## 2013-04-10

### $\frac{πp}{r}$: a slice of π

In a previous post I made a doohickey to convert decimals into fractions. It occurred to me that with a tiny bit of tweaking, we could make it work for fractions of pi, too.

### Easy as... you know

One of my hopes with all this math and Raphaël stuff recently is that I'll eventually be able to create an interactive graph of the unit circle. The unit circle, in case you don't know, looks like this:

 Thanks, Wikimedia!

It makes it easy to visualize the values of sine and cosine. Anyway, that's not relevant right now; the important thing for our purposes is that the values are always fractions of pi. If and when I make this thing, I don't want to have to create a massive lookup table with every conceivable value of every realistically necessary fraction of pi.

So I want to make the Fractionizer do it for me.

To search for fractions of pi, all we need do is divide by pi and then search for the fraction as before. If there is a match, we just return the numerator with 'π' appended to it.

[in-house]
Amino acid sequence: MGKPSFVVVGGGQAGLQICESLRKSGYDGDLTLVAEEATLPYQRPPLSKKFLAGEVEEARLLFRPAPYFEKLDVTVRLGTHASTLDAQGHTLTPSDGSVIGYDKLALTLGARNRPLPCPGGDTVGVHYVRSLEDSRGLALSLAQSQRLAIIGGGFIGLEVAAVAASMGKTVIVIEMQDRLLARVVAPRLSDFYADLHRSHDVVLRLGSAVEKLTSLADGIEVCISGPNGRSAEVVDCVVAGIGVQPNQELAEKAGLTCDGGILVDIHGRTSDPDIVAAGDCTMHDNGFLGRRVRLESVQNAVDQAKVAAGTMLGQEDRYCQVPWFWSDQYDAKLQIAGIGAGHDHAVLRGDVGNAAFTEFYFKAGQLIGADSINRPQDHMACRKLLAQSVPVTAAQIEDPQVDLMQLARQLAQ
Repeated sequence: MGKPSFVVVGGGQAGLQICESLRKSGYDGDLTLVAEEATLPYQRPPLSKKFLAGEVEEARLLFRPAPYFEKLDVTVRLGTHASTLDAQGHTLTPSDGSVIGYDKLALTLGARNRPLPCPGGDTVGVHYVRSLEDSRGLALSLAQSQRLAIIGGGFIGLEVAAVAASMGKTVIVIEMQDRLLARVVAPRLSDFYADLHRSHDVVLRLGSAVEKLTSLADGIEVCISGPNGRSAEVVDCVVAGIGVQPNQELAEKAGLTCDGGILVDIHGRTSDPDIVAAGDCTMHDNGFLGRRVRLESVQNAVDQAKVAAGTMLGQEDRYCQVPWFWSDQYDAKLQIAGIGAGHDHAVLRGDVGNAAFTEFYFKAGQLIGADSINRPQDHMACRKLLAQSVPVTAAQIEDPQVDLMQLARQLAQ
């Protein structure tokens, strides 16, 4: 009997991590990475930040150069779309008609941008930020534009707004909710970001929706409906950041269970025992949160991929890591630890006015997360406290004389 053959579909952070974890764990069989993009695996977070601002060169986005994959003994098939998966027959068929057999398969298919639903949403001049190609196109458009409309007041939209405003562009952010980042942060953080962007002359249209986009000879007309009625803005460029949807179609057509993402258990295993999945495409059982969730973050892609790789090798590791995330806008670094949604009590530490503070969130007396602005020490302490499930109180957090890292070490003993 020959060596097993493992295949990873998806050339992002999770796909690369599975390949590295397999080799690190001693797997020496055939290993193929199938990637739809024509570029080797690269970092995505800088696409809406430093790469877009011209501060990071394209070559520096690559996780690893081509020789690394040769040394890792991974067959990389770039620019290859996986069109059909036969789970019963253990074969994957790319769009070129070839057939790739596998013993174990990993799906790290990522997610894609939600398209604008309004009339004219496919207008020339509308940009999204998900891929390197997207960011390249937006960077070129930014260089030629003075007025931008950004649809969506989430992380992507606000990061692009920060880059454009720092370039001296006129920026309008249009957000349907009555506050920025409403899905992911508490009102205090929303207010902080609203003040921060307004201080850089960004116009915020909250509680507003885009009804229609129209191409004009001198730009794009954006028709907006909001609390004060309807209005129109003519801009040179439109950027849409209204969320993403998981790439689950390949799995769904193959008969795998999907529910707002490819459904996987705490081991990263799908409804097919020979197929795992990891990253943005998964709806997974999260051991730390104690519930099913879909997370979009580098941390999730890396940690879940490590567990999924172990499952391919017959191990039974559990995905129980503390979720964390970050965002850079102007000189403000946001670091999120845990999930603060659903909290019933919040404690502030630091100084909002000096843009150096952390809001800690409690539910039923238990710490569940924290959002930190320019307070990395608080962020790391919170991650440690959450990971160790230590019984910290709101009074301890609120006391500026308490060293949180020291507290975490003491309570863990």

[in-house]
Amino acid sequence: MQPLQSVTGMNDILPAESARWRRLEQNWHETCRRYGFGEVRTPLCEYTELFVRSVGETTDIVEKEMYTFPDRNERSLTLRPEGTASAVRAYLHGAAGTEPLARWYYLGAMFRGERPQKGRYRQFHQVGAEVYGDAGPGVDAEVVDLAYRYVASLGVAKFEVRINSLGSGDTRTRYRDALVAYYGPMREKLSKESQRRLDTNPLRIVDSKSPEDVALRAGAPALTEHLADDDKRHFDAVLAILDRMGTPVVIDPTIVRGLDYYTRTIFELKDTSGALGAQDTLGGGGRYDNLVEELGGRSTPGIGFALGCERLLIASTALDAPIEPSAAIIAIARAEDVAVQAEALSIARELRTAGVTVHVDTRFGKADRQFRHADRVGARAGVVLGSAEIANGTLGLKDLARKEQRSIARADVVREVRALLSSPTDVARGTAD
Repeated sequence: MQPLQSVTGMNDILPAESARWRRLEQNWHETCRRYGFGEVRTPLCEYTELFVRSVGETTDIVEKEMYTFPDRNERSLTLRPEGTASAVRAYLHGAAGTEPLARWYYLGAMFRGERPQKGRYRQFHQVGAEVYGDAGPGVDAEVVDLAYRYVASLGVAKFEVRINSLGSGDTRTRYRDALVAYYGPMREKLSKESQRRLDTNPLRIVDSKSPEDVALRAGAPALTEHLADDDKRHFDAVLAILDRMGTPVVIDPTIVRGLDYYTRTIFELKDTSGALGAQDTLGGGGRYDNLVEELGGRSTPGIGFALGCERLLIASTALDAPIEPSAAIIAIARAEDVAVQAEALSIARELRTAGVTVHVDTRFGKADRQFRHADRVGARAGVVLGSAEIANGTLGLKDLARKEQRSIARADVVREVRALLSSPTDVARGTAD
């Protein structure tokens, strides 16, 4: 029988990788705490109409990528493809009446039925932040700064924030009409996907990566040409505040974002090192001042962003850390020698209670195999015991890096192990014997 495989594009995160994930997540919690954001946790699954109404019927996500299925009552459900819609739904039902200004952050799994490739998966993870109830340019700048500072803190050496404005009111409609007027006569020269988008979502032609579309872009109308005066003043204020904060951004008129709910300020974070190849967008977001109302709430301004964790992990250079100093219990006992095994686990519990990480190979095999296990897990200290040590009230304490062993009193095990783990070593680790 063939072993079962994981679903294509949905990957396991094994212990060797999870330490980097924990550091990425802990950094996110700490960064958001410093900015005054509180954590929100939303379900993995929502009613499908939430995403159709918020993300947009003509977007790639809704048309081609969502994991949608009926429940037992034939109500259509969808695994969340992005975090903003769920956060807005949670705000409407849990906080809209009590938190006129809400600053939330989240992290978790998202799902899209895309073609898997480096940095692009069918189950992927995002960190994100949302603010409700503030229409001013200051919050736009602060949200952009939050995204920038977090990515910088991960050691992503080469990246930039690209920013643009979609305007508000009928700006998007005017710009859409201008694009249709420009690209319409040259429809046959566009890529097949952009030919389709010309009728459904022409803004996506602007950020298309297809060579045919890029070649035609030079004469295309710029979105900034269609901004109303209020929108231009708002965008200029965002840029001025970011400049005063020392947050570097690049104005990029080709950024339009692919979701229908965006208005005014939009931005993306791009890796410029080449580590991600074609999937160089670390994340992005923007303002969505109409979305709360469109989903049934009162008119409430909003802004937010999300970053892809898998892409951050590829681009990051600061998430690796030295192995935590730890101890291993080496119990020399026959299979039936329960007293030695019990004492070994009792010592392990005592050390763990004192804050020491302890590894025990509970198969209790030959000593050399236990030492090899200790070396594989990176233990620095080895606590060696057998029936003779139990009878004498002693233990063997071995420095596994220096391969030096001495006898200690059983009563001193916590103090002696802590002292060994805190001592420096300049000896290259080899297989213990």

Again, there is an obvious limitation in that we cannot enter the precise value of pi. It is after all by its very nature impossible to write down precisely, what with being an irrational number and all. We have to make do with using Javascript's Math.PI. Not exact by any means, but it works to a degree of precision that will do for most mundane purposes, and mine are seldom anything but.

Speaking of which...

One problem with this script is having to pick an arbitrary precision at which to assume infinite recursion. This is why it can never be perfect, because it's entirely possible that you might want to fractionize an extreme value such as $0.3333333333$ (which is of course $\frac{3333333333}{10000000000}$, but is determined to be $\frac{1}{3}$ by the script). I don't think this is something that has a solution, other than altering the precision manually when called for.